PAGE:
The U.S. Environmental Protection Agency yesterday announced that more than 612,000 cubic yards of river bottom sediment contaminated with PCBs were removed from the upper Hudson River during 2013, exceeding the annual goal of 350,000 cubic yards for this historic dredging project.
This is similar to the amount dredged in 2012 when more than 650,000 cubic yards were removed. The Superfund cleanup required by the EPA calls for the dredging of approximately 2.65 million cubic yards of PCB-contaminated sediment from a 40-mile stretch of the upper Hudson River between Fort Edward and Troy, New York.
The project began in 2009 and is about 73% complete, putting the dredging on track to be finished in two years. To date, about 1.9 million of the 2.65 million cubic yards have been removed. Filling of previously dredged areas with clean sand and gravel will continue over the next several weeks, weather permitting.
About 280 local area contractors, subcontractors, vendors and suppliers have provided goods or services related to Hudson River dredging.
PCBs are potentially cancer-causing in people and build up in the fat of fish and mammals, increasing in concentration as they move up the food chain. The primary risk to people is the accumulation of PCBs in the body from eating contaminated fish. PCBs were banned by the federal government in 1979.
“We’re making great strides in removing PCBs from this historic and iconic river,” said Judith A. Enck, EPA Regional Administrator. “This has been a particularly productive dredging season, helping remove a toxic burden from the river and river communities and creating local jobs.”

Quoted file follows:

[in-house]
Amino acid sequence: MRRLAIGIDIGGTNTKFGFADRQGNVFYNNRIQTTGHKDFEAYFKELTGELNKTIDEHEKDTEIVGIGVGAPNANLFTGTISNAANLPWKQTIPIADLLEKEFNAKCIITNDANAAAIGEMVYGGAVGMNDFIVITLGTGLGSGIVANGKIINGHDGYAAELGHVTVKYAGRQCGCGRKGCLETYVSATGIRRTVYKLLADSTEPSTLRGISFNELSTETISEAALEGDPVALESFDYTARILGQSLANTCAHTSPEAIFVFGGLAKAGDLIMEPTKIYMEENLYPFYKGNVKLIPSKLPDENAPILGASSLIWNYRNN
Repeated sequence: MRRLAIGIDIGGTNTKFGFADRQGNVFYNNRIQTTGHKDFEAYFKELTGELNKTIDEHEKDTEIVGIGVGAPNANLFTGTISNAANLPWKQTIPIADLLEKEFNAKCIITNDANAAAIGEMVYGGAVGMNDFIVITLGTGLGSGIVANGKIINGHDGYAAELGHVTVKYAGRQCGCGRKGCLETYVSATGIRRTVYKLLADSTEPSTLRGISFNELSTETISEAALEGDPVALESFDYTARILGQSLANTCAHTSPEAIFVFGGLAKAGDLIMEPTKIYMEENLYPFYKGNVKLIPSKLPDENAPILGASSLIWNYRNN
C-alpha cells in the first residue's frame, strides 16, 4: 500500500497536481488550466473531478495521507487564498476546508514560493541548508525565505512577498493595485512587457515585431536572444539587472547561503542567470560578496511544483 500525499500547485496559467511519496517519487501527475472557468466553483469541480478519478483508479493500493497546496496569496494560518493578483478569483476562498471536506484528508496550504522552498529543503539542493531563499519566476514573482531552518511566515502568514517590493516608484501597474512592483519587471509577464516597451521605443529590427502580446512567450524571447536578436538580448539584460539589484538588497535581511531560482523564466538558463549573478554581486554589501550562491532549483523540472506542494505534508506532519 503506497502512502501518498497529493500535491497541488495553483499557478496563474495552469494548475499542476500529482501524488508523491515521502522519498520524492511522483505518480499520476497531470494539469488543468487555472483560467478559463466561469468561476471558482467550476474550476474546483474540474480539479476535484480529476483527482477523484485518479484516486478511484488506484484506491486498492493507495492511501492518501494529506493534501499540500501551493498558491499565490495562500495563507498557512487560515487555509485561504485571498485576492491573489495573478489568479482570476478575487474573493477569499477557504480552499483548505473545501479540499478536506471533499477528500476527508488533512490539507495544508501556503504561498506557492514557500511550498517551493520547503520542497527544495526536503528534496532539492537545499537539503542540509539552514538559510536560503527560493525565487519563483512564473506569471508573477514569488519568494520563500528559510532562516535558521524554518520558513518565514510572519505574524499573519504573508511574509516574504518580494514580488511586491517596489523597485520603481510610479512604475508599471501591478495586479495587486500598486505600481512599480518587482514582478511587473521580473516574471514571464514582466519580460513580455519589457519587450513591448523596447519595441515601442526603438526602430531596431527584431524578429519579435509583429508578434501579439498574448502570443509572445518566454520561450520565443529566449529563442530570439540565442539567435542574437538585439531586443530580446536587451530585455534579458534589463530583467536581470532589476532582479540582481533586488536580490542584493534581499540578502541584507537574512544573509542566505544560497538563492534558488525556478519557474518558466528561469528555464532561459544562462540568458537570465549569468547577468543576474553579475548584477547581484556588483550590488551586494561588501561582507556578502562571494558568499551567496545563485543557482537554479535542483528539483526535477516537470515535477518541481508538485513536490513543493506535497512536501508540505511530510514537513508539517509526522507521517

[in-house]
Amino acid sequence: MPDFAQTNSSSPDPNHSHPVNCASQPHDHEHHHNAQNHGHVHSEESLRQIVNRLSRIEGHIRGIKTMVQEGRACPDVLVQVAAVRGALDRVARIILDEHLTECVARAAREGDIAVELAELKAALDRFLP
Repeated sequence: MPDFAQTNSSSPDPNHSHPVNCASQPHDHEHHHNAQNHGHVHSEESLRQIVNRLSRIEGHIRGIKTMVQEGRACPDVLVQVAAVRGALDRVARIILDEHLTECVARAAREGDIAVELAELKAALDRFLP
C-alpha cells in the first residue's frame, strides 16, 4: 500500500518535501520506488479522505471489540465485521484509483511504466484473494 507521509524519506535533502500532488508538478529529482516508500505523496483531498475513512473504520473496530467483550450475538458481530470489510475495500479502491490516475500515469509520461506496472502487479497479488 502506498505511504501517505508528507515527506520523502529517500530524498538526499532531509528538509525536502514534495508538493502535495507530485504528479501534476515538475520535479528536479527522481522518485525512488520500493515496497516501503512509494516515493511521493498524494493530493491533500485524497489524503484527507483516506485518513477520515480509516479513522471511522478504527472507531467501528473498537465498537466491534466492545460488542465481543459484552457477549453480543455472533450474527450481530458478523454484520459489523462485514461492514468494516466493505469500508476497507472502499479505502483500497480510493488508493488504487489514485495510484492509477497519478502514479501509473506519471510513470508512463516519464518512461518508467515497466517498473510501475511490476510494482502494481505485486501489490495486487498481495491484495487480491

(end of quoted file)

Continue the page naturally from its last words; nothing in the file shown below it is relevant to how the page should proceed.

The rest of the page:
During dredging operations, an extensive water monitoring program measures water quality and the amount of dredged sediment that is being resuspended and transported downriver. The 500 parts per trillion federal standard under the Safe Drinking Water Act was not exceeded, as measured at Waterford, New York, the farthest downstream monitoring location in the upper Hudson River.
The EPA also set a limit on the amount of capping that can occur to isolate remaining PCBs. The requirement that capping not exceed 11% of the total project area continued to be met in 2013.
About 6% of the area was capped, not including those areas where capping was unavoidable. All of the dredged material remaining at GE’s dewatering and processing facility in Fort Edward will be shipped by train to permitted out-of-state disposal facilities by the end of the year.
Over the next several months, the EPA will be reviewing and approving technical plans for the 2014 dredging season, which will start next spring when the Champlain Canal opens for the season.
In 2014, dredging will occur in several areas of the river that are logistically challenging, including those near dams, shallow areas in bays and near islands and the landlocked section of the river located between the Thompson Island Dam and Fort Miller Dam.
Added travel time will also be required to transport dredged sediment by barge from the southernmost dredging locations to the sediment dewatering and processing facility located on the Champlain Canal in Fort Edward.
Press Release, November 6, 2013